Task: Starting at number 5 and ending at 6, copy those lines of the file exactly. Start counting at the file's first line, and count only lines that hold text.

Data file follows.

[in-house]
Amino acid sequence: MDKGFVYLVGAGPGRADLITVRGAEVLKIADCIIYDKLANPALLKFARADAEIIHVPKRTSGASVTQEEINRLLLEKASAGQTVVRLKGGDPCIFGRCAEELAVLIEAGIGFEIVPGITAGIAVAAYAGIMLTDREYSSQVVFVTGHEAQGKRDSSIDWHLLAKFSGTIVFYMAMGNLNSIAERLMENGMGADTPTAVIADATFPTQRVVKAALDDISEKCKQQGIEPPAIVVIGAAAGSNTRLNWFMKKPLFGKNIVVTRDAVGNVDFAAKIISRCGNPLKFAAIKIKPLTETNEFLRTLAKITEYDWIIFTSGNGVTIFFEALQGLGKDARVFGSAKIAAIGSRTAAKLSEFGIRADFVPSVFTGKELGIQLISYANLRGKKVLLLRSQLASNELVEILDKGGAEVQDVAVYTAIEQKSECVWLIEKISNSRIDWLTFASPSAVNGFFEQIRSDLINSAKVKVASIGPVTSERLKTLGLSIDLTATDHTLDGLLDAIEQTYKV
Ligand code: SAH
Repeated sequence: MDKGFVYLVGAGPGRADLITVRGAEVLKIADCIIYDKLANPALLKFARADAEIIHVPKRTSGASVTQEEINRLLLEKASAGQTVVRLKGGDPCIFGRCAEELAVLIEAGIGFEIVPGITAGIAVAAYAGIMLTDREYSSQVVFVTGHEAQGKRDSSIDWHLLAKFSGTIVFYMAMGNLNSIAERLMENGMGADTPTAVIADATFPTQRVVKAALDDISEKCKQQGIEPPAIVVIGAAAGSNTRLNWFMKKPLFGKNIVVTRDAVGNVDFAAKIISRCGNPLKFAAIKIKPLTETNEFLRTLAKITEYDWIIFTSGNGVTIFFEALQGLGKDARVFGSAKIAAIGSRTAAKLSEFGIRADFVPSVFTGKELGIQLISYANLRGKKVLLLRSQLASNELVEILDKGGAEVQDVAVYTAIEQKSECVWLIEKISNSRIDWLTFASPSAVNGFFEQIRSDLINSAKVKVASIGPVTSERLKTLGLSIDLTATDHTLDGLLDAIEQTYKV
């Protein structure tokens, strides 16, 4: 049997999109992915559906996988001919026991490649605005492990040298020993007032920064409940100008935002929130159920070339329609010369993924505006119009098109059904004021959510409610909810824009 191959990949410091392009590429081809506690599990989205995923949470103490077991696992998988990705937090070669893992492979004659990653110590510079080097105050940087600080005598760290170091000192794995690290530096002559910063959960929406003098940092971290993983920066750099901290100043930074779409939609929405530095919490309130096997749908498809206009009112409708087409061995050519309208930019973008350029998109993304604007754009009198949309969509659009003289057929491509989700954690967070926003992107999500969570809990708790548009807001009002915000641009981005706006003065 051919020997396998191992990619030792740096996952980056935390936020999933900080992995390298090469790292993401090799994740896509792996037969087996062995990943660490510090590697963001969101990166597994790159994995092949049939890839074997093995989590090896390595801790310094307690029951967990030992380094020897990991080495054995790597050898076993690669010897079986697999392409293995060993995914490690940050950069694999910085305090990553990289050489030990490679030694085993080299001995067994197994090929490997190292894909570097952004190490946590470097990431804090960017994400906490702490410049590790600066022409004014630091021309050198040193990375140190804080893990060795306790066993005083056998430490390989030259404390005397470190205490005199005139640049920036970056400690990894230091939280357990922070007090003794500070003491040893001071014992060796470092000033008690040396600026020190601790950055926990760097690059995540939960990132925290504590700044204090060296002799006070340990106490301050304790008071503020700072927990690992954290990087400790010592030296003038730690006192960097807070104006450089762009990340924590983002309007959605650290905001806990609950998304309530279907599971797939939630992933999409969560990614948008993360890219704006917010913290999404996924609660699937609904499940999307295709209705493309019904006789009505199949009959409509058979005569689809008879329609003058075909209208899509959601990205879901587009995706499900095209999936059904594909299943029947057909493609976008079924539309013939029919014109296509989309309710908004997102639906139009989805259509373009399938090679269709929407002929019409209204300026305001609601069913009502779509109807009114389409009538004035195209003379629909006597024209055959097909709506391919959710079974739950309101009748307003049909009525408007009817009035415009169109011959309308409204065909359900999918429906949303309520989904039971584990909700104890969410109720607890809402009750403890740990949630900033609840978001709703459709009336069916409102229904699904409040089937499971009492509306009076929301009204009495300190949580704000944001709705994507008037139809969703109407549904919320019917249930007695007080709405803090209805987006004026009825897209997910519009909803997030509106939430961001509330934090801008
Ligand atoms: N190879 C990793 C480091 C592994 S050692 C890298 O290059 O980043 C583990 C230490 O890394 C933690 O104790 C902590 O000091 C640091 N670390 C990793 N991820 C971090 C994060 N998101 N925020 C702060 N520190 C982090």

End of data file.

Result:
């Protein structure tokens, strides 16, 4: 049997999109992915559906996988001919026991490649605005492990040298020993007032920064409940100008935002929130159920070339329609010369993924505006119009098109059904004021959510409610909810824009 191959990949410091392009590429081809506690599990989205995923949470103490077991696992998988990705937090070669893992492979004659990653110590510079080097105050940087600080005598760290170091000192794995690290530096002559910063959960929406003098940092971290993983920066750099901290100043930074779409939609929405530095919490309130096997749908498809206009009112409708087409061995050519309208930019973008350029998109993304604007754009009198949309969509659009003289057929491509989700954690967070926003992107999500969570809990708790548009807001009002915000641009981005706006003065 051919020997396998191992990619030792740096996952980056935390936020999933900080992995390298090469790292993401090799994740896509792996037969087996062995990943660490510090590697963001969101990166597994790159994995092949049939890839074997093995989590090896390595801790310094307690029951967990030992380094020897990991080495054995790597050898076993690669010897079986697999392409293995060993995914490690940050950069694999910085305090990553990289050489030990490679030694085993080299001995067994197994090929490997190292894909570097952004190490946590470097990431804090960017994400906490702490410049590790600066022409004014630091021309050198040193990375140190804080893990060795306790066993005083056998430490390989030259404390005397470190205490005199005139640049920036970056400690990894230091939280357990922070007090003794500070003491040893001071014992060796470092000033008690040396600026020190601790950055926990760097690059995540939960990132925290504590700044204090060296002799006070340990106490301050304790008071503020700072927990690992954290990087400790010592030296003038730690006192960097807070104006450089762009990340924590983002309007959605650290905001806990609950998304309530279907599971797939939630992933999409969560990614948008993360890219704006917010913290999404996924609660699937609904499940999307295709209705493309019904006789009505199949009959409509058979005569689809008879329609003058075909209208899509959601990205879901587009995706499900095209999936059904594909299943029947057909493609976008079924539309013939029919014109296509989309309710908004997102639906139009989805259509373009399938090679269709929407002929019409209204300026305001609601069913009502779509109807009114389409009538004035195209003379629909006597024209055959097909709506391919959710079974739950309101009748307003049909009525408007009817009035415009169109011959309308409204065909359900999918429906949303309520989904039971584990909700104890969410109720607890809402009750403890740990949630900033609840978001709703459709009336069916409102229904699904409040089937499971009492509306009076929301009204009495300190949580704000944001709705994507008037139809969703109407549904919320019917249930007695007080709405803090209805987006004026009825897209997910519009909803997030509106939430961001509330934090801008
Ligand atoms: N190879 C990793 C480091 C592994 S050692 C890298 O290059 O980043 C583990 C230490 O890394 C933690 O104790 C902590 O000091 C640091 N670390 C990793 N991820 C971090 C994060 N998101 N925020 C702060 N520190 C982090």